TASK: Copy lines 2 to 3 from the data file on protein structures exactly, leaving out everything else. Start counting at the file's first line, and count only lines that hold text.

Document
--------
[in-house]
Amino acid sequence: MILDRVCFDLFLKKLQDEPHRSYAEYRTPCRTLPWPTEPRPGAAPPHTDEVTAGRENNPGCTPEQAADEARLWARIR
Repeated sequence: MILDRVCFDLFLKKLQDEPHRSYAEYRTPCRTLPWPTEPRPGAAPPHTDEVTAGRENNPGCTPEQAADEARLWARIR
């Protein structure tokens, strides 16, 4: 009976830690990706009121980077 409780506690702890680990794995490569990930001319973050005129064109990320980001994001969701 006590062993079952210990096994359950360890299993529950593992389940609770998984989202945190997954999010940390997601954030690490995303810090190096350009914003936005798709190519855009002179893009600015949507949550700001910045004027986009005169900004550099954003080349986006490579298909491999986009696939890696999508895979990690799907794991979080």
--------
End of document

Amino acid sequence: MILDRVCFDLFLKKLQDEPHRSYAEYRTPCRTLPWPTEPRPGAAPPHTDEVTAGRENNPGCTPEQAADEARLWARIR
Repeated sequence: MILDRVCFDLFLKKLQDEPHRSYAEYRTPCRTLPWPTEPRPGAAPPHTDEVTAGRENNPGCTPEQAADEARLWARIR